We know that having surgery can be a worrying time and you may have lots of questions. It’s important in the lead up to your operation that you take time to reduce stress and stay calm to help your mind and body prepare. Try to remain as relaxed as possible, our staff are very friendly and will help put you at ease on the day.

Being stressed or anxious about your surgery could mean that you need to stay in hospital longer and you are more at risk of complications or having to come back into hospital later on. There are lots of resources available to help you to relax, from making changes to your routine, increasing the amount of sleep you are having, to trying out meditation.

If you have any questions about your operation please speak to your consultant or the pre-assessment team and they will be happy to help. You’ll also find lots of information on our Next Steps page about what to expect when you come into hospital.


Breathing exercises

Throughout your surgery, one of our anaesthetists will look after your breathing while you are asleep. You can help them, by practicing deep breathing exercises before your operation to help lower the risk of developing a chest infection after your surgery. You can do this by taking a deep breath in, holding it for three seconds and then breathing out. The exercises will also help to open up your airways and move phlegm.

To deep breathe correctly, you must use your abdominal muscles, as well as your chest muscles.

  • Breathe in through your nose as deeply as possible.
  • Hold your breath for five to 10 seconds.
  • Let your breath out through your mouth, slowly and completely. As you breathe with pursed lips (like blowing out a candle), your stomach should be going in. Exhale twice as long as you inhale.
  • Rest and then repeat these steps

Managing your weight

If you’re overweight, losing weight has many health benefits. Making small, simple changes to what and how much you are eating and drinking can really help.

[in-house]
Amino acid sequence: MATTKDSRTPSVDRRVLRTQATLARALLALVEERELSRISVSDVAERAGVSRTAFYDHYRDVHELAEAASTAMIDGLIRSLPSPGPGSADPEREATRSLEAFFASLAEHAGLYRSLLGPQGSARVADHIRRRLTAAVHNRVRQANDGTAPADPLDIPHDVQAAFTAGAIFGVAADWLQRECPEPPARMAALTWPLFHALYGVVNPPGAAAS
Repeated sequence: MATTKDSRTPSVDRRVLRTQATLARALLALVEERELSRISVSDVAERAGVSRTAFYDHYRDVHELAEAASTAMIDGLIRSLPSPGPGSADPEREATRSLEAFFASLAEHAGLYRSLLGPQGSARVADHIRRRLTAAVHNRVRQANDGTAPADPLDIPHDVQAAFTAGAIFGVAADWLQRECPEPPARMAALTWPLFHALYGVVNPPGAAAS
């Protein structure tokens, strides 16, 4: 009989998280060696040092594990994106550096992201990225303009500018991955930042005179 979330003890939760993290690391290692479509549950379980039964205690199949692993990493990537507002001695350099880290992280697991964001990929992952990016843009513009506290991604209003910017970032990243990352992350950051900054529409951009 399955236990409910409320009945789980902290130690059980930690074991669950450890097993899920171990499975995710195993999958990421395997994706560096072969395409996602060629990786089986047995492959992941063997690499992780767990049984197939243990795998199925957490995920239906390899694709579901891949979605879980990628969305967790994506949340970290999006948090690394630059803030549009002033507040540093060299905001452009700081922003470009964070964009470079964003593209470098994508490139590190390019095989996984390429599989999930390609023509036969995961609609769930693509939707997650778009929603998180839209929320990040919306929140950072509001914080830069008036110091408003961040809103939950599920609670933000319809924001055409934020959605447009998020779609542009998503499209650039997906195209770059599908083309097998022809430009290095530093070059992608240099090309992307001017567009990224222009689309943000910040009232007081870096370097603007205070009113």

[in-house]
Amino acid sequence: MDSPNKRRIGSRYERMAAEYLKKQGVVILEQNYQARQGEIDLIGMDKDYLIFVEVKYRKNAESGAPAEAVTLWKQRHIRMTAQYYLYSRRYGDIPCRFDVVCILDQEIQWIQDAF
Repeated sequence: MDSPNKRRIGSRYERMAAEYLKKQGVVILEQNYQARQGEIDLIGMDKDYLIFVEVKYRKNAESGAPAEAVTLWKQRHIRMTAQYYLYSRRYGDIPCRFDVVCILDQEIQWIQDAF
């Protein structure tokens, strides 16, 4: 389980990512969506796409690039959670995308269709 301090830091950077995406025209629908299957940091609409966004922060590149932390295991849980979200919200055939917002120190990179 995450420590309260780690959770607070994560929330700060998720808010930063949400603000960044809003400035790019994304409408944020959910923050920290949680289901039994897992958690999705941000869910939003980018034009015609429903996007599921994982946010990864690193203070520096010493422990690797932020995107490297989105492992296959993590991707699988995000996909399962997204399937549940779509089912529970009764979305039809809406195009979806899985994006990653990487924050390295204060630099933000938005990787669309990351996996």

Patients who are overweight and obese are at higher risk of complications from their surgery. This means the operation may take longer and you are more likely to have wound infections or need another operation if you do not recover well.

You may have heard of BMI (body mass index), which is a way to measure whether you are at a healthy weight for your age and height. The higher your BMI, the higher your chance of there being complications from your operation.

Free membership

The Living Well ‘Choose what works for you’ weight management offer is available for people living in Bradford district.

You can choose 12 weeks’ FREE membership with:

  • Weight Watchers (WW)
  • ShapeUp4Life
  • Slimming World
  • GetSlim

To find out more visit: https://mylivingwell.co.uk/eating-well/manage-your-weight


  • Manage Your Weight – Support, free membership and advice in the Bradford district
  • Am I a healthy weight? – Find out if you’re a healthy weight for your height, by working out your body mass index (BMI).

Eat well and look after yourself

As you begin moving more, it’s really important that you are eating healthy foods that fuel your body. Healthy eating is about more than just managing your weight, it’s about keeping eating a balanced diet and a variety of foods including wholegrain carbohydrates, lean sources of protein and plenty of fruit and vegetables.

Improving your nutrition

As you plan for your surgery, it’s important that you’re eating lots of different foods that give your body the energy and nutrients that it needs to recover more quickly and keep you in good health for longer. Aim to eat a healthy balanced diet. This will help give your body the extra energy it needs after the operation to heal your wound and prevent infection.

If you have lost your appetite and lost weight, you may find that eating small amounts more often is better for you. You can also see your GP who may prescribe nutritional supplement drinks. We know that patients who are malnourished or underweight have poorer surgical outcomes and stay longer in hospital so it is really important to get support with improving your nutrition before your operation.